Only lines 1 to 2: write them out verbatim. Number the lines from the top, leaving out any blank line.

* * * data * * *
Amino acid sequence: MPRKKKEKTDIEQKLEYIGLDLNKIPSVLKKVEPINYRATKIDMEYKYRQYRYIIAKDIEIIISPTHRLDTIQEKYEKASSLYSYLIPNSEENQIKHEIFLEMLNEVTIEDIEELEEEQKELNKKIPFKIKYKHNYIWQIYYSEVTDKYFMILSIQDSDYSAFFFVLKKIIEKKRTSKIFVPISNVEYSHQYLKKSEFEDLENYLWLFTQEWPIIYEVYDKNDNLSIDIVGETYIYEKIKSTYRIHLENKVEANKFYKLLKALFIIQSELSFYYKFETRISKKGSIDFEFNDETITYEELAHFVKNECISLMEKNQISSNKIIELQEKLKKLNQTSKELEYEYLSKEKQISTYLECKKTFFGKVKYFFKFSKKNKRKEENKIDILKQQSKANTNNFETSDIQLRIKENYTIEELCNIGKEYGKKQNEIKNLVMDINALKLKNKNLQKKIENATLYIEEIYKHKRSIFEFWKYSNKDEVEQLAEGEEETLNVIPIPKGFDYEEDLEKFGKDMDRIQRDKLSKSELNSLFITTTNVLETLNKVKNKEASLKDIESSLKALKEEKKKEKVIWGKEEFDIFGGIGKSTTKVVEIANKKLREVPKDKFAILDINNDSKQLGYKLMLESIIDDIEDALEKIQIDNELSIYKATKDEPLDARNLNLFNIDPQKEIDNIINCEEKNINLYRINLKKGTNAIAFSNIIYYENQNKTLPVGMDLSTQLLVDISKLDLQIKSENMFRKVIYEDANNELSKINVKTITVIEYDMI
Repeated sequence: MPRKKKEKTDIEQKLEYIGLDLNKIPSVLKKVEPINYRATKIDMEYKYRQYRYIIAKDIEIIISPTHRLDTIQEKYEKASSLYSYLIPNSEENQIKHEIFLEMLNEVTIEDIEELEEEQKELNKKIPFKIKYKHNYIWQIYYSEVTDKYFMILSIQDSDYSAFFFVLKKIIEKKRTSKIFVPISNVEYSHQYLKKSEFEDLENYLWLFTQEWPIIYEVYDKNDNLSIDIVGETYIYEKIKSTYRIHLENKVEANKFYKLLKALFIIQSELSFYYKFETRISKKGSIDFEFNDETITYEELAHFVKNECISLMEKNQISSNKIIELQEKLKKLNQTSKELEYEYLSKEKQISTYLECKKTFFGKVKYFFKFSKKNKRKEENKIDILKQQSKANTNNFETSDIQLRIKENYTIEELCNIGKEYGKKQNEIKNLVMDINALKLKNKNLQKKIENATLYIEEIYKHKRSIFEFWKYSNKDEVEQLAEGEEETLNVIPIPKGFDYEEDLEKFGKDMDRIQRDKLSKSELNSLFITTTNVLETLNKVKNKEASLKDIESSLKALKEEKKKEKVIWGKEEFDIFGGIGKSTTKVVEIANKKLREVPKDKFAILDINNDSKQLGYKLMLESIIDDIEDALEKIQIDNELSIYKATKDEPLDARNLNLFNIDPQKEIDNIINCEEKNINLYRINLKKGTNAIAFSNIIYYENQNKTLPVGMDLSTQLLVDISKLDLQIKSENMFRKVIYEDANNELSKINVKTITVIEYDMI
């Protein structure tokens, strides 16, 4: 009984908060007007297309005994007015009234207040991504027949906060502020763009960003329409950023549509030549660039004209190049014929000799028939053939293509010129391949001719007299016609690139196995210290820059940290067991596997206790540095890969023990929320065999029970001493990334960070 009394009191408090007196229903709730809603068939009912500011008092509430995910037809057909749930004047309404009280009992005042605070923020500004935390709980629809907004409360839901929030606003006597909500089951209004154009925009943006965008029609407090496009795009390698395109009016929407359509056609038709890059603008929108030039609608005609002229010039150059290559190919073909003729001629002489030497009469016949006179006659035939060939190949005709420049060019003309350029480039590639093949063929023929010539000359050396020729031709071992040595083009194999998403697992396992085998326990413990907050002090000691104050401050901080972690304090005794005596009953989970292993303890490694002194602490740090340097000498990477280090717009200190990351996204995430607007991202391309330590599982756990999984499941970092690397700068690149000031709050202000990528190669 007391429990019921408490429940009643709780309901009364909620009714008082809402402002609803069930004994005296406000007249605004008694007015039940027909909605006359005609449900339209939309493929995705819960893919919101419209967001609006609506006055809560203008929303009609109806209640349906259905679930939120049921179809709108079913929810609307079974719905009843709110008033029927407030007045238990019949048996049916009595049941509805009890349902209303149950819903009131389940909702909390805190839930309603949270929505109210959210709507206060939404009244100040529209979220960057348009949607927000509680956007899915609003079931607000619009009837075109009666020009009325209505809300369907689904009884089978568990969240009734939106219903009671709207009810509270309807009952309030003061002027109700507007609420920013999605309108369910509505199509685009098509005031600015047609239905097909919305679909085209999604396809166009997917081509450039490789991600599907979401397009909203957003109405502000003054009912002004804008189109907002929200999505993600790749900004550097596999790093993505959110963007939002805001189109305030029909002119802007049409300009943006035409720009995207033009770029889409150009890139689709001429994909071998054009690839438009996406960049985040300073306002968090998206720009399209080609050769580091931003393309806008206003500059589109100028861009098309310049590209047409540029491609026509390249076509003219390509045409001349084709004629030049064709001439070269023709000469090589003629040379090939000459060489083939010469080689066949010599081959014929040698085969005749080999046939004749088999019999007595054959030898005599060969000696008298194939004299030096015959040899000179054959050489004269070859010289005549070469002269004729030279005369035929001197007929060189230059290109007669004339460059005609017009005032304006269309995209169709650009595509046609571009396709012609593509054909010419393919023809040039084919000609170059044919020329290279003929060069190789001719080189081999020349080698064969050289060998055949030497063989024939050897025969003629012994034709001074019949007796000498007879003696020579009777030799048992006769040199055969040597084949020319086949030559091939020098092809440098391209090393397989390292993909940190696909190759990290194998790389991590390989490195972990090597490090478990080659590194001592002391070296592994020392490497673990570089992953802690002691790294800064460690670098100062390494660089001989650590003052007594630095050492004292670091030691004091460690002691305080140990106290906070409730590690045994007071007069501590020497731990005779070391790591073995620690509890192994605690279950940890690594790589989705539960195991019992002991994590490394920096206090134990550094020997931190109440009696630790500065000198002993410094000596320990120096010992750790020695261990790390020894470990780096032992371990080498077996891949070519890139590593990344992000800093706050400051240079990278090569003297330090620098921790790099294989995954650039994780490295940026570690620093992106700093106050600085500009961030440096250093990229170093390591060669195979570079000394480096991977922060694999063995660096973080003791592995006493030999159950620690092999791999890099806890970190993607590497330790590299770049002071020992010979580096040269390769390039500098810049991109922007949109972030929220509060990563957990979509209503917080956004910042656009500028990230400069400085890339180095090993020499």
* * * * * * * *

Amino acid sequence: MPRKKKEKTDIEQKLEYIGLDLNKIPSVLKKVEPINYRATKIDMEYKYRQYRYIIAKDIEIIISPTHRLDTIQEKYEKASSLYSYLIPNSEENQIKHEIFLEMLNEVTIEDIEELEEEQKELNKKIPFKIKYKHNYIWQIYYSEVTDKYFMILSIQDSDYSAFFFVLKKIIEKKRTSKIFVPISNVEYSHQYLKKSEFEDLENYLWLFTQEWPIIYEVYDKNDNLSIDIVGETYIYEKIKSTYRIHLENKVEANKFYKLLKALFIIQSELSFYYKFETRISKKGSIDFEFNDETITYEELAHFVKNECISLMEKNQISSNKIIELQEKLKKLNQTSKELEYEYLSKEKQISTYLECKKTFFGKVKYFFKFSKKNKRKEENKIDILKQQSKANTNNFETSDIQLRIKENYTIEELCNIGKEYGKKQNEIKNLVMDINALKLKNKNLQKKIENATLYIEEIYKHKRSIFEFWKYSNKDEVEQLAEGEEETLNVIPIPKGFDYEEDLEKFGKDMDRIQRDKLSKSELNSLFITTTNVLETLNKVKNKEASLKDIESSLKALKEEKKKEKVIWGKEEFDIFGGIGKSTTKVVEIANKKLREVPKDKFAILDINNDSKQLGYKLMLESIIDDIEDALEKIQIDNELSIYKATKDEPLDARNLNLFNIDPQKEIDNIINCEEKNINLYRINLKKGTNAIAFSNIIYYENQNKTLPVGMDLSTQLLVDISKLDLQIKSENMFRKVIYEDANNELSKINVKTITVIEYDMI
Repeated sequence: MPRKKKEKTDIEQKLEYIGLDLNKIPSVLKKVEPINYRATKIDMEYKYRQYRYIIAKDIEIIISPTHRLDTIQEKYEKASSLYSYLIPNSEENQIKHEIFLEMLNEVTIEDIEELEEEQKELNKKIPFKIKYKHNYIWQIYYSEVTDKYFMILSIQDSDYSAFFFVLKKIIEKKRTSKIFVPISNVEYSHQYLKKSEFEDLENYLWLFTQEWPIIYEVYDKNDNLSIDIVGETYIYEKIKSTYRIHLENKVEANKFYKLLKALFIIQSELSFYYKFETRISKKGSIDFEFNDETITYEELAHFVKNECISLMEKNQISSNKIIELQEKLKKLNQTSKELEYEYLSKEKQISTYLECKKTFFGKVKYFFKFSKKNKRKEENKIDILKQQSKANTNNFETSDIQLRIKENYTIEELCNIGKEYGKKQNEIKNLVMDINALKLKNKNLQKKIENATLYIEEIYKHKRSIFEFWKYSNKDEVEQLAEGEEETLNVIPIPKGFDYEEDLEKFGKDMDRIQRDKLSKSELNSLFITTTNVLETLNKVKNKEASLKDIESSLKALKEEKKKEKVIWGKEEFDIFGGIGKSTTKVVEIANKKLREVPKDKFAILDINNDSKQLGYKLMLESIIDDIEDALEKIQIDNELSIYKATKDEPLDARNLNLFNIDPQKEIDNIINCEEKNINLYRINLKKGTNAIAFSNIIYYENQNKTLPVGMDLSTQLLVDISKLDLQIKSENMFRKVIYEDANNELSKINVKTITVIEYDMI